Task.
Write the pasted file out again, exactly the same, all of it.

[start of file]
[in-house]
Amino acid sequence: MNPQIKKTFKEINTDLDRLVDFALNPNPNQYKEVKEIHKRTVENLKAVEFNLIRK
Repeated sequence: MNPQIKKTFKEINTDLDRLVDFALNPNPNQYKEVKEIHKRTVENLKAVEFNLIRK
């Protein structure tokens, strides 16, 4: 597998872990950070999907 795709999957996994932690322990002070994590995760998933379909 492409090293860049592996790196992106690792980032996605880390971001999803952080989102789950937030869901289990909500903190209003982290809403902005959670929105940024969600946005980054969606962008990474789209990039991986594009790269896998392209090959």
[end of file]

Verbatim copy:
[in-house]
Amino acid sequence: MNPQIKKTFKEINTDLDRLVDFALNPNPNQYKEVKEIHKRTVENLKAVEFNLIRK
Repeated sequence: MNPQIKKTFKEINTDLDRLVDFALNPNPNQYKEVKEIHKRTVENLKAVEFNLIRK
């Protein structure tokens, strides 16, 4: 597998872990950070999907 795709999957996994932690322990002070994590995760998933379909 492409090293860049592996790196992106690792980032996605880390971001999803952080989102789950937030869901289990909500903190209003982290809403902005959670929105940024969600946005980054969606962008990474789209990039991986594009790269896998392209090959």